Illinois Divorce: 7 Key Facts Every Couple Should Know

If you are considering a divorce in Illinois, you probably have many questions about what happens once your marriage ends. Everything from who gets the house to the visitation schedule for any children are all impacted by Illinois law. Because divorce laws can vary greatly from state to state, it’s important to understand the nuances of Illinois divorce law by exploring the following 7 key facts which every couple should know:

Illinois is a no-fault state

As of January 2016, Illinois is a no-fault state. This means that the only grounds for divorce in Illinois is irreconcilable differences. The parties must show that there is an “irretrievable breakdown” of the marriage.

Residency requirement

A petition for divorce can be filed without a waiting period, as long as one of the parties legally resides in the state. Before the divorce can be granted, however, one spouse must have resided in Illinois for 90 days prior to the judgment.

Prerequisites

Before a divorce will be granted in Illinois, the court must rule and/or couples must have reached an agreement on the following issues:

  • Division of property
  • Division of debts
  • The amount and duration of spousal maintenance, if applicable
  • Parenting Responsibilities & Parenting Time, if applicable
  • Child support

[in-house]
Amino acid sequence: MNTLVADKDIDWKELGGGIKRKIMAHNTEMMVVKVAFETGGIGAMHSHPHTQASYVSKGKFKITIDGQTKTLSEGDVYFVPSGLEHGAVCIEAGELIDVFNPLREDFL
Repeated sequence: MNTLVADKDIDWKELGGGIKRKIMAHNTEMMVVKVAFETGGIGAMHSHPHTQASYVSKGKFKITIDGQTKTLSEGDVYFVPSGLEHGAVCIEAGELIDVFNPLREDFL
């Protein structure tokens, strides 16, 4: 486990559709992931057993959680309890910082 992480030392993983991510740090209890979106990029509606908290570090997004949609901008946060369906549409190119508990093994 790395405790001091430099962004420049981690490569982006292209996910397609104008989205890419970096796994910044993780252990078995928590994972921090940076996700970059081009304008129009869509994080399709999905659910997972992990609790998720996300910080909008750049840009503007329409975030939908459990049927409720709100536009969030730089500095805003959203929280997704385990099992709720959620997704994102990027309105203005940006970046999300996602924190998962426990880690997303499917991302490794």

Division of property

Illinois is an equitable distribution state: this means that the couple’s property will be divided in a way that is fair, but not necessarily equal. The marital property to be divided includes anything that was acquired during the marriage, except for gifts, inheritance, and property excluded by a premarital agreement.

Parenting Responsibilities & Parenting Time (Custody and visitation)

In Illinois, the term “visitation” has been replaced with “parenting time” and the term “custody” has been replaced with “parenting responsibilities.” Both require the court to consider what arrangement is in the best interest of the child. After filing for divorce, all parents must file a parenting plan, either jointly or separately, with the court.

Child support

Under current Illinois law, the parent who is not the residential parent will pay child support in the amount of 20% of their income for one child and 28% for two children. Exceptions to this calculation can be made and the amount can be modified if appropriate. However, effective July 2017, Illinois is changing to an income-share model of calculation, which looks at a number of comprehensive factors to determine an appropriate amount of child support.

Maintenance

The court may or may not require one spouse to pay the other maintenance. The amount of maintenance that will be awarded is statutory and is calculated thusly: 30% of the payor spouse’s gross income minus 20% of the payee spouse’s income. The length of time for which maintenance will be paid depends upon the length of the marriage.

Effective and compassionate Illinois divorce representation

Lake Cook Legal Solutions, LLC provides effective and compassionate Illinois divorce representation. For more information on how we can help with your divorce, please visit us online at www.lakecooklaw.com or contact our office by telephone at (847) 387-5559.

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Written by Lake Cook Legal Solutions, LLC

Lake Cook Legal Solutions, LLC

Lake Cook Legal Solutions has been helping people throughout Lake, Cook, McHenry, and DuPage counties since 2012. We focus our practice on matters involving Illinois families—namely Family Law and Estate Planning.